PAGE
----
The end to the north Northumbrian summer – both weeks of it – is traditionally marked by the Glendale Show at Wooler on August Bank Holiday Monday. This year, the show marked its 125th anniversary, going stronger than ever with record visitor numbers.
As usual, Jake was responsible for pouring drinks for the judges and sponsors, from which he often gets a good insight into the current thinking of livestock farmers. The judges come from far and wide, and are experts in a range of breeds.
I can reveal that this year’s key insight is that the livestock judges all seemed to have a shared devotion to one particular TV programme – no, not Countryfile… Bargain Hunt.
This is partly popular because it is on at lunchtime and the main competition is Loose Women. However, it also has a deep appeal to those who spend a great deal of time at auction marts because it offers them an enjoyable opportunity to critically appraise
a) The contestants (for spending too much or too little or buying something they will never make a turn on)
b) The auctioneer (for being too smug, not putting much effort in, not starting at the right price and not marketing the lot more enthusiastically)
c) The auction house (for not having enough serious buyers, with the attendees mainly comprising a few pensioners on a day out)
So really, it is just like a day at the mart except in the comfort of your own home, where your views can be expressed loudly without fear of contradiction and with no skin in the game.
At the show, the livestock competitions are one of the main features and the parade of livestock champions is always a highlight of the main ring programme.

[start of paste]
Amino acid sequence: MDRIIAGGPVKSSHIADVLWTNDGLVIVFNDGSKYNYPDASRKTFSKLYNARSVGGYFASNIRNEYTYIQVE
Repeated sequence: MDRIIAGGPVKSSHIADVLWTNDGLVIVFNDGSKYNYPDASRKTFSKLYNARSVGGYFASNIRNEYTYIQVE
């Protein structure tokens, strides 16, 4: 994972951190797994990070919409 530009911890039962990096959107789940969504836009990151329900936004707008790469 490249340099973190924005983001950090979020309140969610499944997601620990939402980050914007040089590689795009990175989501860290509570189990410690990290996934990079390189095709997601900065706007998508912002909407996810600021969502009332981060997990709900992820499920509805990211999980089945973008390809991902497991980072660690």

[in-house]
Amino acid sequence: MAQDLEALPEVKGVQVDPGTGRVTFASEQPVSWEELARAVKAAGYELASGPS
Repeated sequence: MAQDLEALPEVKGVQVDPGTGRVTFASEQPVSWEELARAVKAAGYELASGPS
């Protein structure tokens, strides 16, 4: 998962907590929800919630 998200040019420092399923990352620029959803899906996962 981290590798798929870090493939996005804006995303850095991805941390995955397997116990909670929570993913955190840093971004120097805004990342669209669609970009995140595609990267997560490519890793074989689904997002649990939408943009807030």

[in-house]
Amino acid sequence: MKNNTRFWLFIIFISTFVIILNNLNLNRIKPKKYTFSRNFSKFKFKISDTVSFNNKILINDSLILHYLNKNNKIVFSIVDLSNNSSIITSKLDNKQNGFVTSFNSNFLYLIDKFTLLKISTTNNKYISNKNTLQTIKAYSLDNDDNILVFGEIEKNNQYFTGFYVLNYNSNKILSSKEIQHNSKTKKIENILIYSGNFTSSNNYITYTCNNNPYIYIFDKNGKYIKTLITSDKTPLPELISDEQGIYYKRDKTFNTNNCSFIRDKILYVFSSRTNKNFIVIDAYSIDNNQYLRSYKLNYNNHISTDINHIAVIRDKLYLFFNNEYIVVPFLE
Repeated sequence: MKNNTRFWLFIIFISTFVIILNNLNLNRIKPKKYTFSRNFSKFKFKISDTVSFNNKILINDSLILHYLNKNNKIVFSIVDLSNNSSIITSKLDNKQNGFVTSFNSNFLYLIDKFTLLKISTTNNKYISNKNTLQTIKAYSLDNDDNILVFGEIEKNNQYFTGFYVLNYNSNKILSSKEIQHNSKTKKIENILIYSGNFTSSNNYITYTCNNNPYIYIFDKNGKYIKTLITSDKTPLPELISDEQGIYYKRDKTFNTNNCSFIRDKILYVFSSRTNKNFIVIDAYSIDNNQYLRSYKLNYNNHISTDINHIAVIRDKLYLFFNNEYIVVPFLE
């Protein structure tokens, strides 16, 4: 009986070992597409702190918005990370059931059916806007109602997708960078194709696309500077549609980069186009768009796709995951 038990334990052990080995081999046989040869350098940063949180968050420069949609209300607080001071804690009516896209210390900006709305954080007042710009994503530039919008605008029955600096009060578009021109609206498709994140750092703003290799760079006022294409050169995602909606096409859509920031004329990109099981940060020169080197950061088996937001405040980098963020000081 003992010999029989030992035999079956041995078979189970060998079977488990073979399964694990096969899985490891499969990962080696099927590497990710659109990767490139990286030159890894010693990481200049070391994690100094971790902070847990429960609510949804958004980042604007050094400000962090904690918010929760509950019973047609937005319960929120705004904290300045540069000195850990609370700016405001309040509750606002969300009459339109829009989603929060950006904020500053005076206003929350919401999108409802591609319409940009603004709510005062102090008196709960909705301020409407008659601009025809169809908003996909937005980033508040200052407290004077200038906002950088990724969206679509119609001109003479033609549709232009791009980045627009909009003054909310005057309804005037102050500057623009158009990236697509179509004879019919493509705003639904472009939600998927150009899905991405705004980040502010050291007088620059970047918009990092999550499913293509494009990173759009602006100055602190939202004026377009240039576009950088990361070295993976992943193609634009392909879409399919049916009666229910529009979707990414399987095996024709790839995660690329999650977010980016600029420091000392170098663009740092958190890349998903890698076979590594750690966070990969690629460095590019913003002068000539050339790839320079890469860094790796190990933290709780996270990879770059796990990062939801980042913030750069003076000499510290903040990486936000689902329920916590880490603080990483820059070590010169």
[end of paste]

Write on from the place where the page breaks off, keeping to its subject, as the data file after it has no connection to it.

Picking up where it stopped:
This year the commentator attempted to build up the tension for the judging of the champion of champions by stating that the judge “could go for a surprise here”. This is code for saying that anything other than the sheep champion or the cattle champion winning would be a surprise – and isn’t going to happen.
Sure enough, the judge awarded the rosette to the cattle champion, much to the disappointment of the non-professional onlookers, who appeared to be rooting for the miniature donkey.
This year’s other main ring attractions were not really my thing. Since I have been accompanying my son as he learned to drive, I seem to have lost my appetite for people driving wildly round in circles in small cars, narrowly avoiding other vehicles and attempting parallel parking from seemingly impossible angles.
Similarly, the birds of prey display is probably more of a thing of wonder for those who don’t get to see a surfeit of buzzards on a daily basis at home.
Yet, the success of the show is based on providing something for everyone and it continues to do that, attracting visitors from all over the county.
Perhaps the best part of the day is at the end, a bit like the end of a party when only the closest friends are left, when you sit in the “Members” in the late afternoon sunshine, catching up with a lot of people who you only seem to see once a year, at the show.
Glendale Show has been providing a great promotional platform, entertainment and social event for this rural community for 125 years. Long may it continue.